Botulinum Toxin Treatment of Spasmodic Torticollis: Effects on Psychosocial Function
In torticollis, depression can be either secondary to the onset and experience of living with the illness or result from the primary central neurotransmitter dysfunction. The results of a number of previous studies have suggested that in torticollis depression may develop as a reaction to the postural abnormality of the head. One hundred patients with torticollis were more depressed than an equally chronic group of cervical spondylosis sufferers (Jahanshahi & Marsden, 1988). In torticollis, depression centered around a negative view of the self and disfigurement accounted for 14% of its variance (Jahanshahi & Marsden, 1990a). In a sample of 67 torticollis patients, a number of psychosocial variables (self-deprecation, satisfaction with available social support, maladaptive coping) together with disability and extent of control over head position accounted for 75% of the variance in depression. The self-deprecation associated with the negative body concept resulting from the postural abnormality emerged as the major predictor of depression (Jahanshahi, 1991). Longitudinal follow-up of these patients over 2.5 years showed that change in the clinical status of torticollis had a significant effect on depression, disability, and body concept (Jahanshahi & Marsden, 1990b).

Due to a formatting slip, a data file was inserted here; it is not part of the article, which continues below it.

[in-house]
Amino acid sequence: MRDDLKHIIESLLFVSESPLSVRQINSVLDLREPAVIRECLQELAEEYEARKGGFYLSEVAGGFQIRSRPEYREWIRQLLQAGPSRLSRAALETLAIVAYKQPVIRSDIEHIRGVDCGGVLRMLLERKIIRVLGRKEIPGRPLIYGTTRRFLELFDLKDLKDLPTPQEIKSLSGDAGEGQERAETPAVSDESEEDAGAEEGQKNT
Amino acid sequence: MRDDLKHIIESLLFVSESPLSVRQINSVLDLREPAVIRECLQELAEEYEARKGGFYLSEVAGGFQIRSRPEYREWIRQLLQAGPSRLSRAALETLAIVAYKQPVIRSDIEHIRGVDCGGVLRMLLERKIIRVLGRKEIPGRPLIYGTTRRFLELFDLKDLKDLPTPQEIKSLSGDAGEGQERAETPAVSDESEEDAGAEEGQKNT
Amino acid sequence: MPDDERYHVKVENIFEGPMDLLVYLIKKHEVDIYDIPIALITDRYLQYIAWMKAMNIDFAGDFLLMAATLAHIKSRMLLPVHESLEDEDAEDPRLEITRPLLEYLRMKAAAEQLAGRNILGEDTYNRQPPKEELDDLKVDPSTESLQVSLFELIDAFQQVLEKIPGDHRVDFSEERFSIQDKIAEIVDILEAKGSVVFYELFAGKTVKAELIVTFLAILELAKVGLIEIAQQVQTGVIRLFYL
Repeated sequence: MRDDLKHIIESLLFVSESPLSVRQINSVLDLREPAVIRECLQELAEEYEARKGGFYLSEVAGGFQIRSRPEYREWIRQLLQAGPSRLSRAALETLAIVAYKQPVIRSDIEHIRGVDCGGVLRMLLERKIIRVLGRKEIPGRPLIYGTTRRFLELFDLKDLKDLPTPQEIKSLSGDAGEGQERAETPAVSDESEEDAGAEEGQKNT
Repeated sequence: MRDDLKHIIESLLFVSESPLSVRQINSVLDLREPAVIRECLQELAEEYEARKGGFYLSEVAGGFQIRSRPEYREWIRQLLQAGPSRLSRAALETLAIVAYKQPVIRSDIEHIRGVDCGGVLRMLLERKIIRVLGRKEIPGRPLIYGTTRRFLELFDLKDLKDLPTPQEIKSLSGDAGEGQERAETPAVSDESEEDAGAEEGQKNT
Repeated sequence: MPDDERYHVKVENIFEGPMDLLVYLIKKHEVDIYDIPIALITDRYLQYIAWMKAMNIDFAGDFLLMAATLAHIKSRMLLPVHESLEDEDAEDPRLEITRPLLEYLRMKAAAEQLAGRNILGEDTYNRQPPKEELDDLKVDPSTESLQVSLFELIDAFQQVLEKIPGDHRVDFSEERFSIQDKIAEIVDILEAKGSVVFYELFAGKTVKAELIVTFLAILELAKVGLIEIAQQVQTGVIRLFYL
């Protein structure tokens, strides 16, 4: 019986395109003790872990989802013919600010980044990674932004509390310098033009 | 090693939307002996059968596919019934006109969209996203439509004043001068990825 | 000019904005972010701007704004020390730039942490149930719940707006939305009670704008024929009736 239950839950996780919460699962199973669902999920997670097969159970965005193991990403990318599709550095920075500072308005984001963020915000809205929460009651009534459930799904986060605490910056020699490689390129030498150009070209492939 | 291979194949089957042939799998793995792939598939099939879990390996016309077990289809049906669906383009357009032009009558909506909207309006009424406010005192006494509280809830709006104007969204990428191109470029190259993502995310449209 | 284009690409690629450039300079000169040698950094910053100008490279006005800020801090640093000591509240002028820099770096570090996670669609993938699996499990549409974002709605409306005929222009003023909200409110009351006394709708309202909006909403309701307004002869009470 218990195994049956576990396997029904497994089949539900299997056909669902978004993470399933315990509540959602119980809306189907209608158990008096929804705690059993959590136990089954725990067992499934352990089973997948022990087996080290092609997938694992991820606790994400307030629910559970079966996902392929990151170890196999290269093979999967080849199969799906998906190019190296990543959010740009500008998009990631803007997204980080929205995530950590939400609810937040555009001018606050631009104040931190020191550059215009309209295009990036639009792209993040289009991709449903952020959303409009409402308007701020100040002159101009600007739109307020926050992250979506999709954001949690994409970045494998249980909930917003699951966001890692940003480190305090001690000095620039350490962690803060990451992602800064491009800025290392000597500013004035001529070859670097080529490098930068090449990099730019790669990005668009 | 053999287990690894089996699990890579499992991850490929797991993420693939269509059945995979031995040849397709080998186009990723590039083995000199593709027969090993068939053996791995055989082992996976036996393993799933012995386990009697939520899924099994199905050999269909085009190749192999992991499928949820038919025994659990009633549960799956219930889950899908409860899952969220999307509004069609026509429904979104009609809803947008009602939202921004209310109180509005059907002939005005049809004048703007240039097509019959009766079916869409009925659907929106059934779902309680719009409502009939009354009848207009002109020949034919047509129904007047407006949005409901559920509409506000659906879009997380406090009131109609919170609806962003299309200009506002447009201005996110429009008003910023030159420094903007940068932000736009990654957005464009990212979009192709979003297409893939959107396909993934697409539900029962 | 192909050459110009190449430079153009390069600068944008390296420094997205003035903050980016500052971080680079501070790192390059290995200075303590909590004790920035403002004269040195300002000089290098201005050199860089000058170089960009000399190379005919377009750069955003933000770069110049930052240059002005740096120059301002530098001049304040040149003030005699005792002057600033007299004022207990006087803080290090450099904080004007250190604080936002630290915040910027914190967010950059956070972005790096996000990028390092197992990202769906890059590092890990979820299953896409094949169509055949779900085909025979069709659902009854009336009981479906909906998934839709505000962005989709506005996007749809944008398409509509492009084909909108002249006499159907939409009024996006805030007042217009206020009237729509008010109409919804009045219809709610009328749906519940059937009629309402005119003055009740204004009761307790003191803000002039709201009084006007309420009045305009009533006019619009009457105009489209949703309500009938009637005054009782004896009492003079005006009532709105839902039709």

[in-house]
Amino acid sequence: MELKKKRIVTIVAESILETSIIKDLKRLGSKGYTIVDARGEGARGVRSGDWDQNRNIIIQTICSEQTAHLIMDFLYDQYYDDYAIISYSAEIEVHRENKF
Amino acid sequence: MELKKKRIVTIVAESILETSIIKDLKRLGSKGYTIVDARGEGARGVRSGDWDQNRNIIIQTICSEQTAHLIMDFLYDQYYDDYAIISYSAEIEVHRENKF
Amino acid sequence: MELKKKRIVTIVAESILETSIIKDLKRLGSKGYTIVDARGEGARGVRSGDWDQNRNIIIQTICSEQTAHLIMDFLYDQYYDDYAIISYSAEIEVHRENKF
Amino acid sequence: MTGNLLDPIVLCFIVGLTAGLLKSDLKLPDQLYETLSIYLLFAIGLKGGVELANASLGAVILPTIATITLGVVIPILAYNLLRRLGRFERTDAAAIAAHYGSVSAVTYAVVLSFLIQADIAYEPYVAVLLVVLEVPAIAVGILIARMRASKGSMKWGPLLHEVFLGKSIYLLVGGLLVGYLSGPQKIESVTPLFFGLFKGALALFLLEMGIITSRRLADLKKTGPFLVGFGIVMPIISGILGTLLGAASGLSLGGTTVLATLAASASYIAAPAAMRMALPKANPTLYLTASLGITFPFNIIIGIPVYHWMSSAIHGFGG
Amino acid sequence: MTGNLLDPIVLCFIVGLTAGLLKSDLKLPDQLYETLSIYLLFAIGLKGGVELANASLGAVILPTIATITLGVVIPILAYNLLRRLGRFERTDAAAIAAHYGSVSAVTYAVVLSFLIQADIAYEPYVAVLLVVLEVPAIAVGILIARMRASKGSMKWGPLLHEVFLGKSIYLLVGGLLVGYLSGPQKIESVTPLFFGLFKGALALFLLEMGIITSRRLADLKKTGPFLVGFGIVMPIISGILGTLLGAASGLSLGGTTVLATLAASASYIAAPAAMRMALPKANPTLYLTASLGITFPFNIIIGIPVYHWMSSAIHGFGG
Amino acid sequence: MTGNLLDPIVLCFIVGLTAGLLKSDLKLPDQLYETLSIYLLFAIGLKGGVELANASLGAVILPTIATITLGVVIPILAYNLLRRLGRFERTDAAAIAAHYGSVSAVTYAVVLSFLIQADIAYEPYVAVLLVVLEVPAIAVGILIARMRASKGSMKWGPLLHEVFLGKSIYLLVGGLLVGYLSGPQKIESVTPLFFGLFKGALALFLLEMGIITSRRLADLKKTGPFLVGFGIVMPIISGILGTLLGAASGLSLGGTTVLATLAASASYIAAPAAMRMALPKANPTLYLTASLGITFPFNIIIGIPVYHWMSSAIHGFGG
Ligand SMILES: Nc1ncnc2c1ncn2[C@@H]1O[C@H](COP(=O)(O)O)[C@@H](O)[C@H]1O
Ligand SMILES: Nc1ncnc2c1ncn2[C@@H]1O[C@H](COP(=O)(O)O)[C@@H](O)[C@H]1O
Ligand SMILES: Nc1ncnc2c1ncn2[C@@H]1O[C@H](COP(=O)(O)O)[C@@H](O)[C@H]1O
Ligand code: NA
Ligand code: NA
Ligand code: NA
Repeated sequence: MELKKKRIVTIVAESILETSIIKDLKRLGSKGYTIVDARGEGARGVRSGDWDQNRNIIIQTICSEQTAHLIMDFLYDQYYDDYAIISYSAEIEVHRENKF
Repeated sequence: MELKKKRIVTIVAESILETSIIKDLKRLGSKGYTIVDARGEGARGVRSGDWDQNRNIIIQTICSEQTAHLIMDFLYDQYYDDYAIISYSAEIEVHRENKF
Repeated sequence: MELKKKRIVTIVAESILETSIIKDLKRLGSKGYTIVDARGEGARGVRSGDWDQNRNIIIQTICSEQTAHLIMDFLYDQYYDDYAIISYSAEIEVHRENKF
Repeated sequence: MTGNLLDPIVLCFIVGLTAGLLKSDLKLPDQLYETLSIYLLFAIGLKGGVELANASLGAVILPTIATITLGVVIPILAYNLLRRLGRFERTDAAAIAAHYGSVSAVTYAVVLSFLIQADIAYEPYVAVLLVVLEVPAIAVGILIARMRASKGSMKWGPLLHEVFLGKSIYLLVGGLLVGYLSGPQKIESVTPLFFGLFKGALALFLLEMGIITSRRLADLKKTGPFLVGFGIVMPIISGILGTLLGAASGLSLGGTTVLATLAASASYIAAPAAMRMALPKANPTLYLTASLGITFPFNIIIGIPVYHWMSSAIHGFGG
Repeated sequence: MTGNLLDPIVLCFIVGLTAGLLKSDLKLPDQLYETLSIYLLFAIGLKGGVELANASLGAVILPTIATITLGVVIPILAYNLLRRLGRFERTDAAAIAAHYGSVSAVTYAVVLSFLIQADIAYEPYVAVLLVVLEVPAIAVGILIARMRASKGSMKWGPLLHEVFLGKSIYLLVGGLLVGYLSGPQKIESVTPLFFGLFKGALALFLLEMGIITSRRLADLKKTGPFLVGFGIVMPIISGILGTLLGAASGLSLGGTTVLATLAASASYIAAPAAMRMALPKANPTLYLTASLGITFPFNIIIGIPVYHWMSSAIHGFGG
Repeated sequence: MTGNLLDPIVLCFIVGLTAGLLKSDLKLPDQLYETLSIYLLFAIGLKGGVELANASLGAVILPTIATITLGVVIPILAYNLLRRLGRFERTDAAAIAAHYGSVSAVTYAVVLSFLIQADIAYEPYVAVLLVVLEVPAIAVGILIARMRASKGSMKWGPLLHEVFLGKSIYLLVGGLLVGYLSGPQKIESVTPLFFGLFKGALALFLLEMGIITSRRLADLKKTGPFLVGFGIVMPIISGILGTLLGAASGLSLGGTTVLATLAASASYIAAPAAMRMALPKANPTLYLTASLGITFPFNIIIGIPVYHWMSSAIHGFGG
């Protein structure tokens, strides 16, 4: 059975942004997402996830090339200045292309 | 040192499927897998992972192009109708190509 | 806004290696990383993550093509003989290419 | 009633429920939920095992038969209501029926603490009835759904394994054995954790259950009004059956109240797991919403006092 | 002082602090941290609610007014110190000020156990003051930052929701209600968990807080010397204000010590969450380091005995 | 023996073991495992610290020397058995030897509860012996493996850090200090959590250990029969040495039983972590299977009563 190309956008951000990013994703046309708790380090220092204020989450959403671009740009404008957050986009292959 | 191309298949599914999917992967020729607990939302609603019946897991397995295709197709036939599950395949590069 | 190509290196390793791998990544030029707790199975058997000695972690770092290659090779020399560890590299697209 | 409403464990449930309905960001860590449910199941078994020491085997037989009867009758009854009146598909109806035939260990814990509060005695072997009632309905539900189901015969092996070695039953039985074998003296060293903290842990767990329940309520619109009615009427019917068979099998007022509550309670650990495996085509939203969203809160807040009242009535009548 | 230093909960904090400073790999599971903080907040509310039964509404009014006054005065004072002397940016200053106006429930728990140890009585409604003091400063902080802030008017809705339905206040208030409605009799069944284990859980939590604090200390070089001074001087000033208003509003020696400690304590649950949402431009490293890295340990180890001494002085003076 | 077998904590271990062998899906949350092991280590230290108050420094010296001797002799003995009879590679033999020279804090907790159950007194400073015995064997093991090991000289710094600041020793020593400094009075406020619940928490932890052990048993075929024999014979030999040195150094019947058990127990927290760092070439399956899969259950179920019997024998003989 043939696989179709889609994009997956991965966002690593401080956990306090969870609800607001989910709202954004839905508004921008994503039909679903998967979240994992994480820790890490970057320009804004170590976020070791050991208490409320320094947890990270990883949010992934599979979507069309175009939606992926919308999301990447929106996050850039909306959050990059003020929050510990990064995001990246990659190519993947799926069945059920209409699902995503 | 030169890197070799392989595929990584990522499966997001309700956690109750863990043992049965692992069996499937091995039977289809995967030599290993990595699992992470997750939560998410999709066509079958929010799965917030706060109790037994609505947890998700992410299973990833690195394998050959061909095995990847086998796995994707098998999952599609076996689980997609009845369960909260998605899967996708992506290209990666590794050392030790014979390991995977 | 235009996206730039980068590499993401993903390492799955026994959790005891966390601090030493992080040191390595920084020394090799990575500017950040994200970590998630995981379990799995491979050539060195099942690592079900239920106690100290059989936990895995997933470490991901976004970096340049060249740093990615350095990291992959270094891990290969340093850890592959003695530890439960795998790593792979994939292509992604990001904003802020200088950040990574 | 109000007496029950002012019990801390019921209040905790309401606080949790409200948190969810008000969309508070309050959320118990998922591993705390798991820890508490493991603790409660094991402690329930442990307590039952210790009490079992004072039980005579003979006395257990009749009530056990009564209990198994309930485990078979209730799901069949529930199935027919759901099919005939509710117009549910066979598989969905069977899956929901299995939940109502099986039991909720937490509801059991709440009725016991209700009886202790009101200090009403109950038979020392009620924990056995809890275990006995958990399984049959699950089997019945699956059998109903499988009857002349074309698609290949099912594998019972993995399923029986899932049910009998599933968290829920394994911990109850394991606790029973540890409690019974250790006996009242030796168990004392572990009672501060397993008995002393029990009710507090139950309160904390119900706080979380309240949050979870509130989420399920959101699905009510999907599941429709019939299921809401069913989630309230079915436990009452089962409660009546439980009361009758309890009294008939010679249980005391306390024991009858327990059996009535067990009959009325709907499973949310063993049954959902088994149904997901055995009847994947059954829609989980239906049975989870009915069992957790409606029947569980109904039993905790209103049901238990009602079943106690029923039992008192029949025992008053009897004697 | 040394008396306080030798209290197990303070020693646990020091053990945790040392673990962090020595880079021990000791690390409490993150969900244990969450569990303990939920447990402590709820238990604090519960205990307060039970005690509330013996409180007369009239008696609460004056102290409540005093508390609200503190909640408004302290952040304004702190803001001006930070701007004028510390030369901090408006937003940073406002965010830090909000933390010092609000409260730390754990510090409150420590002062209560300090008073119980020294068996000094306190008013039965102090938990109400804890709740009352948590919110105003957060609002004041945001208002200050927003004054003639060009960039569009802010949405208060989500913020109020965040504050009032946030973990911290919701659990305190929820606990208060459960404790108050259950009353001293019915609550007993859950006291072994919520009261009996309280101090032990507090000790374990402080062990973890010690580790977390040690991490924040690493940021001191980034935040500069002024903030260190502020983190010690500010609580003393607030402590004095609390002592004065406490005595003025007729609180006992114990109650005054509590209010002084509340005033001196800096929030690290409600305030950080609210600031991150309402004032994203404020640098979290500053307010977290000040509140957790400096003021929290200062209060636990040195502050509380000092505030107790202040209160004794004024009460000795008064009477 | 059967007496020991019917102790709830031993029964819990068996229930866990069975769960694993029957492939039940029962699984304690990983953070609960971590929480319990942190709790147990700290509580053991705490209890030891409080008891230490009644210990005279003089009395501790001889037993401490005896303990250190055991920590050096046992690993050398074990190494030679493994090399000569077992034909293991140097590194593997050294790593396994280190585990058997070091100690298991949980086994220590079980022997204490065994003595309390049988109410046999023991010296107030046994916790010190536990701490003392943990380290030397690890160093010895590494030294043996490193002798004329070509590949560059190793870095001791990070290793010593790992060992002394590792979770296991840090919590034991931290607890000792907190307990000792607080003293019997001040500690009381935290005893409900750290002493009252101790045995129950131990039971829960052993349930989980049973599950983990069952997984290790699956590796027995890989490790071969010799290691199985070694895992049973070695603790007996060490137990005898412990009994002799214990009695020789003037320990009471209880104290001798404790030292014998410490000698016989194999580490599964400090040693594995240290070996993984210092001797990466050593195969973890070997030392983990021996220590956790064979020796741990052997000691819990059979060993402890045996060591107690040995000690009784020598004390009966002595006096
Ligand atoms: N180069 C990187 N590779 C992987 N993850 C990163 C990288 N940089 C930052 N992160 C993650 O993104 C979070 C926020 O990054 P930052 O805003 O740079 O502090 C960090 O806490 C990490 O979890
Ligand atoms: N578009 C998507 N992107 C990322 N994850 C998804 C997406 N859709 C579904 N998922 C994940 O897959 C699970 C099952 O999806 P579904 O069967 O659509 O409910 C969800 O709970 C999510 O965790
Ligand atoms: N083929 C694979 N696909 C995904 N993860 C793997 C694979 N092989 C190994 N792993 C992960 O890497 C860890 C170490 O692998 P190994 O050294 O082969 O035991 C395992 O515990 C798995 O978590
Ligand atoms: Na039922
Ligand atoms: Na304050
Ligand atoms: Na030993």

KeywordsBotulinum Toxin Neck Pain Botulinum Toxin Injection Maladaptive Coping Postural Abnormality
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